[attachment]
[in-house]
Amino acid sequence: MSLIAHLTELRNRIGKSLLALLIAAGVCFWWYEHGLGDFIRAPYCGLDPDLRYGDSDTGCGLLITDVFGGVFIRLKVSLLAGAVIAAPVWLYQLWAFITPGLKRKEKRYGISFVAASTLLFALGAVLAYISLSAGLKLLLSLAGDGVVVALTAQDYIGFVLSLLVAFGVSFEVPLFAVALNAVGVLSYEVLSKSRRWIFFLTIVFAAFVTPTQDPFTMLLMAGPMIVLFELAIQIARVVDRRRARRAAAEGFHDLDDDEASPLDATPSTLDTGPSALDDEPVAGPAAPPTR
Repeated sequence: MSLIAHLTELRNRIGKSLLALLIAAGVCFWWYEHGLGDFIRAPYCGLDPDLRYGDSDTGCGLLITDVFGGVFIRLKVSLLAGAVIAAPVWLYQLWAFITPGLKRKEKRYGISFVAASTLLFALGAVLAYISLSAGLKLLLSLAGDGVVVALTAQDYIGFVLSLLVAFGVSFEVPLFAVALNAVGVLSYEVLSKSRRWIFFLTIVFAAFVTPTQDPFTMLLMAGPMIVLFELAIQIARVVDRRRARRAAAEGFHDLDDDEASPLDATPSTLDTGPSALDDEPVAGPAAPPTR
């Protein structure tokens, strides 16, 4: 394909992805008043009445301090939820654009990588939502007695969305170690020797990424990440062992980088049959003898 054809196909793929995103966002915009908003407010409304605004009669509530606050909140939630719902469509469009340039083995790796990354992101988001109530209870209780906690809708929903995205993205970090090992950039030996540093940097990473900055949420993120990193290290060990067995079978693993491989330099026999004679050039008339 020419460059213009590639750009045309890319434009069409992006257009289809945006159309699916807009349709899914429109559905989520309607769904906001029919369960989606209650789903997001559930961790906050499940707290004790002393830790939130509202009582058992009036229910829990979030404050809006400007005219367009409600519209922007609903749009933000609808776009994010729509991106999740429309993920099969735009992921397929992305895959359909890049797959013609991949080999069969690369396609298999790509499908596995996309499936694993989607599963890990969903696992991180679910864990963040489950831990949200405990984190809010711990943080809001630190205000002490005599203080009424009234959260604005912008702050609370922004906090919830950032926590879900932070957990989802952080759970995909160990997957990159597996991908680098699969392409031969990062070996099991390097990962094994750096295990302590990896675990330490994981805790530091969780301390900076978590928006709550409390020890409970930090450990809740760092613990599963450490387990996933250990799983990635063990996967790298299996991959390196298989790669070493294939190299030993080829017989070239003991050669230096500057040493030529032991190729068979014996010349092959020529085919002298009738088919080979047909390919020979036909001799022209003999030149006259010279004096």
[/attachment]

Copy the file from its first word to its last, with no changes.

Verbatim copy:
[in-house]
Amino acid sequence: MSLIAHLTELRNRIGKSLLALLIAAGVCFWWYEHGLGDFIRAPYCGLDPDLRYGDSDTGCGLLITDVFGGVFIRLKVSLLAGAVIAAPVWLYQLWAFITPGLKRKEKRYGISFVAASTLLFALGAVLAYISLSAGLKLLLSLAGDGVVVALTAQDYIGFVLSLLVAFGVSFEVPLFAVALNAVGVLSYEVLSKSRRWIFFLTIVFAAFVTPTQDPFTMLLMAGPMIVLFELAIQIARVVDRRRARRAAAEGFHDLDDDEASPLDATPSTLDTGPSALDDEPVAGPAAPPTR
Repeated sequence: MSLIAHLTELRNRIGKSLLALLIAAGVCFWWYEHGLGDFIRAPYCGLDPDLRYGDSDTGCGLLITDVFGGVFIRLKVSLLAGAVIAAPVWLYQLWAFITPGLKRKEKRYGISFVAASTLLFALGAVLAYISLSAGLKLLLSLAGDGVVVALTAQDYIGFVLSLLVAFGVSFEVPLFAVALNAVGVLSYEVLSKSRRWIFFLTIVFAAFVTPTQDPFTMLLMAGPMIVLFELAIQIARVVDRRRARRAAAEGFHDLDDDEASPLDATPSTLDTGPSALDDEPVAGPAAPPTR
């Protein structure tokens, strides 16, 4: 394909992805008043009445301090939820654009990588939502007695969305170690020797990424990440062992980088049959003898 054809196909793929995103966002915009908003407010409304605004009669509530606050909140939630719902469509469009340039083995790796990354992101988001109530209870209780906690809708929903995205993205970090090992950039030996540093940097990473900055949420993120990193290290060990067995079978693993491989330099026999004679050039008339 020419460059213009590639750009045309890319434009069409992006257009289809945006159309699916807009349709899914429109559905989520309607769904906001029919369960989606209650789903997001559930961790906050499940707290004790002393830790939130509202009582058992009036229910829990979030404050809006400007005219367009409600519209922007609903749009933000609808776009994010729509991106999740429309993920099969735009992921397929992305895959359909890049797959013609991949080999069969690369396609298999790509499908596995996309499936694993989607599963890990969903696992991180679910864990963040489950831990949200405990984190809010711990943080809001630190205000002490005599203080009424009234959260604005912008702050609370922004906090919830950032926590879900932070957990989802952080759970995909160990997957990159597996991908680098699969392409031969990062070996099991390097990962094994750096295990302590990896675990330490994981805790530091969780301390900076978590928006709550409390020890409970930090450990809740760092613990599963450490387990996933250990799983990635063990996967790298299996991959390196298989790669070493294939190299030993080829017989070239003991050669230096500057040493030529032991190729068979014996010349092959020529085919002298009738088919080979047909390919020979036909001799022209003999030149006259010279004096």